France's "non" and the real estate bubble

Even though it was pretty clear headed into the weekend that France was going to reject the EU Constitution, currency markets apparently are still reacting this morning. As of this writing, the euro is valued at $1.23, or about 12 cents off its peak this year.

CW has the dollar short because of low interest rates and massive federal deficits, and the euro long because it is, after all, the currency of the world’s second largest economy (the euro zone) and its members have been imposing fiscal and monetary austerity in order to complete economic union.

Leaving aside for the time being the question of the wisdom of free-floating currency markets, and the laughable premise of “efficient markets,” it seems that this market is “reacting” to France’s “non” vote with great apprehension. Are they going to buy yen? dollars? Sterling? Who knows, but the euro isn’t a weaker currency because of this. The economic union of the countries in question has existed in some form or another for almost 50 years. A financial crisis, not a political one, will signal its demise, if there is to be one.

It appears that this may give the Fed and the housing market yet another temporary reprieve, as the bond market reacts to this news as well.

UPDATE: The Euro fell again today. The UK pound only twitched. Given the fundamentals, this is not a bad price for the euro. The Dutch ‘no’ vote means, I’m pretty sure, that this draft of the EU constitution is dead.

Hillary at 53%

As I discussed below, Hillary is leading the markets for the Dem 2008 nomination. I have sold that share short; I don’t think she’s getting it.

Today, a USA Today poll has her at 53%. Now, granted that’s before the right-wing smear maching is coming up against her. But I wonder–is that 53% for Hillary, or 53% for the Clinton years? If so, as also mentioned below, I say support Gore instead.

Niall Ferguson's Secret Plan For Victory in Iraq

All we need is 1,000,000 troops and 70 years to win! Ferguson must be on crack. What’s to fear? Plus, he gives great odds too (33% chance of success).

Maybe Ferguson is the single most politically color blind person on Earth, or at least with a Ph.D. A majority of Americans no longer support the war in Iraq, and if Bush had said “we need one million troops and 70 years” you can bet it never would have happened. Maybe in Ferguson’s mind, it’s worth the loss of life, but I can’t see much long term import of Iraq.

Oh, and I wish he would quit thinking that everything under the sun happened to the British Empire.

Pigs Fly, or, I Agree with Kaus edition.

Kaus : “But the mere postponement–until, presumably, a Supreme Court seat opens up–favors the Democrats,” becuase people will be paying attention at that point, and it may be harder for shit to be pulled.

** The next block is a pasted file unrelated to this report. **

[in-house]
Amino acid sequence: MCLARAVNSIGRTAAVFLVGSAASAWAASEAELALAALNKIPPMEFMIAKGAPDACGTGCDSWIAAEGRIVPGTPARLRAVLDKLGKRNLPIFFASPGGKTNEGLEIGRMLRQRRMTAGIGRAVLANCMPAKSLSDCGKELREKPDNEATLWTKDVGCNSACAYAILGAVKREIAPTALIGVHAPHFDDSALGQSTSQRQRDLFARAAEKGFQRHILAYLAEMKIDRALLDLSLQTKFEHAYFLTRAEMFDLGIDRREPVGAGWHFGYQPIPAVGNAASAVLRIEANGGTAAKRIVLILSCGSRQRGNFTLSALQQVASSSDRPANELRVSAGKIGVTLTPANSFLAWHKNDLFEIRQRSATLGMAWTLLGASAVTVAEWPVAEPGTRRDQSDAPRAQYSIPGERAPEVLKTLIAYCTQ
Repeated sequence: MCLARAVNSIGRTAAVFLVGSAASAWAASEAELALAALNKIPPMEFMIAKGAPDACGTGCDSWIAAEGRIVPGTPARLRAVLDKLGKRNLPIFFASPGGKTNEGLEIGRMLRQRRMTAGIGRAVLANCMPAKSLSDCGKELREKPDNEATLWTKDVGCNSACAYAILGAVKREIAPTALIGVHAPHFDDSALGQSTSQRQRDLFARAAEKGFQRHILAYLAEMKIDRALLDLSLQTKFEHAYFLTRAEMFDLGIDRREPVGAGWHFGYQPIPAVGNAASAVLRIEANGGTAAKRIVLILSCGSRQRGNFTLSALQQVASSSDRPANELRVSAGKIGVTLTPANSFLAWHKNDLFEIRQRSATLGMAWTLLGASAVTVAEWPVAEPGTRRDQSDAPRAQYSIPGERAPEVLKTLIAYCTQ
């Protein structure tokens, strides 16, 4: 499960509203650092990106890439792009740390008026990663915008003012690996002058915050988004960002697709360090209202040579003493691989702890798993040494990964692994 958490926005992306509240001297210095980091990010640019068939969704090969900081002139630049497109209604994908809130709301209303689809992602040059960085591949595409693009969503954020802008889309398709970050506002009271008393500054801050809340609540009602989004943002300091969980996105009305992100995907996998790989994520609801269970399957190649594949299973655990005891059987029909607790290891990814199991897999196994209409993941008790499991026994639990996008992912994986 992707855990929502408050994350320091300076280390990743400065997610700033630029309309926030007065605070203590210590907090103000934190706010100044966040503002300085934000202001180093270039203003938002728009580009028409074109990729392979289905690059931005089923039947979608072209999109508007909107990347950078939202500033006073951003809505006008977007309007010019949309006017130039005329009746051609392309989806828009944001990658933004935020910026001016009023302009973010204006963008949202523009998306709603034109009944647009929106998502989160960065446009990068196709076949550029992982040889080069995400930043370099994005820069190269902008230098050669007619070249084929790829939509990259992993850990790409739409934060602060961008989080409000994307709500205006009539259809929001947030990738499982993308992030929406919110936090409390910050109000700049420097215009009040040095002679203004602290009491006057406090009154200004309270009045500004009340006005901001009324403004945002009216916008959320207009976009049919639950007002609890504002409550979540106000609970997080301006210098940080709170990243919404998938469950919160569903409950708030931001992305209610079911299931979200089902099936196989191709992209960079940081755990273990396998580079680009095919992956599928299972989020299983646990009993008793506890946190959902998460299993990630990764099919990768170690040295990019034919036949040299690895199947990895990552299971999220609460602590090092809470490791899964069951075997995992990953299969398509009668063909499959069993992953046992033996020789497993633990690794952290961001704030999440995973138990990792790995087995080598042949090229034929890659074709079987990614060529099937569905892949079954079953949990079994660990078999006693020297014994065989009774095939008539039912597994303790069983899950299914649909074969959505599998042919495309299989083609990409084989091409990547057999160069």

I’m warming up to this, bravo Harry Reid.

A Win?

The CW seems to be saying that the compromise is a win for the Dems. In the now, it probably is based on what I’ve read. I wasn’t in the room and I don’t know how many votes were there–if it really was 50-50 and there were no waverers, I might be more excited about this.

The thing is, I’m pretty sure that this is going to bite the Dems in the ass later. When they go to use this filibuster they think they’ve preserved, they are going to be accused of breaking their deal, breaking their word, etc. The Supreme Court nominee will be far more mainstream than Brown or Owen, whom the Dems let pass on this one, and the Right-Wing echo chamber will have plenty of time to build up the “mainstream” credentials of whomever Bush nominates.

This also probably means that if Bush wants to elevate Scalia or Thomas to Chief, it would be awful hard to call it “extraordinary” circumstances. Also, doing that may complicate the picture enough to get a replacement on as associate justice also as not “extraordinary.”

We’ll see what happens. Bush may only get one justice in eight years and most likely onely one before the 2006 elections, and it will probably be to replace the ultra-conservative Rehnquist, so it’s possible no ground will be lost.

I’m also not sure what value this agreement will have when the Dems get power back. Probably none. Different rules apply to Democrats, as Bill Clinton well knows.

But it is apparently sending the rightwingnuts ballistic, so that means it must be good.


Under the terms of this compromise, the Dems will get hit in the press if they ever use the filibuster. What a bunch of pussies. Bush will nominate whomever he wants, and they will just show how they’re not “extreme.”

And using some of these judges that will pass as examples, they might even be right.